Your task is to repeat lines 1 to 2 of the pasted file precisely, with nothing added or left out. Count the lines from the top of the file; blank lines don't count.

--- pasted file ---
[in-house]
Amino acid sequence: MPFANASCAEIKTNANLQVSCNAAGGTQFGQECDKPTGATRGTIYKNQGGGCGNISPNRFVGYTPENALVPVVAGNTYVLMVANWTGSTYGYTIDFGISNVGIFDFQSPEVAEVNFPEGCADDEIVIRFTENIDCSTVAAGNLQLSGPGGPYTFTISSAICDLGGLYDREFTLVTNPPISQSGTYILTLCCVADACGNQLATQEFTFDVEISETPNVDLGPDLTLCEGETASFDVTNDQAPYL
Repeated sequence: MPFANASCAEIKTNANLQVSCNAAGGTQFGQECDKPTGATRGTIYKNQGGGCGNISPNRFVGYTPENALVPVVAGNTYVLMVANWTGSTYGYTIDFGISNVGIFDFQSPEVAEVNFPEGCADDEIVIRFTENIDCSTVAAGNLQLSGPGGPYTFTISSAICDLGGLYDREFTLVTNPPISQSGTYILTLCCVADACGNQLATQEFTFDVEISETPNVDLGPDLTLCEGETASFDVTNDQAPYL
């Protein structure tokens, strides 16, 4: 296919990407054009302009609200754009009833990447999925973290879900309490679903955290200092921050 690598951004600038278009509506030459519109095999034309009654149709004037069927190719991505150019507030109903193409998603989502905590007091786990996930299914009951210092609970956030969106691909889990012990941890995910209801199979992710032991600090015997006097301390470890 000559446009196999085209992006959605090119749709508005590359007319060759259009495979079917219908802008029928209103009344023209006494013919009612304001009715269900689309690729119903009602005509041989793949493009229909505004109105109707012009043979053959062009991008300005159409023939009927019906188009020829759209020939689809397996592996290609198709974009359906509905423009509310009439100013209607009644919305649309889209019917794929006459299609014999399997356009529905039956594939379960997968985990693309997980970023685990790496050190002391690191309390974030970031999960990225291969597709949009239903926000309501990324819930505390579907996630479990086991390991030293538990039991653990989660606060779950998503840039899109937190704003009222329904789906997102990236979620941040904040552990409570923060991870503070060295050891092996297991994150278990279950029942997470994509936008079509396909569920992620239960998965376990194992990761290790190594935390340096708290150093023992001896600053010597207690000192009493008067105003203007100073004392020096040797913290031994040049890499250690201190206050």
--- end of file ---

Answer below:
[in-house]
Amino acid sequence: MPFANASCAEIKTNANLQVSCNAAGGTQFGQECDKPTGATRGTIYKNQGGGCGNISPNRFVGYTPENALVPVVAGNTYVLMVANWTGSTYGYTIDFGISNVGIFDFQSPEVAEVNFPEGCADDEIVIRFTENIDCSTVAAGNLQLSGPGGPYTFTISSAICDLGGLYDREFTLVTNPPISQSGTYILTLCCVADACGNQLATQEFTFDVEISETPNVDLGPDLTLCEGETASFDVTNDQAPYL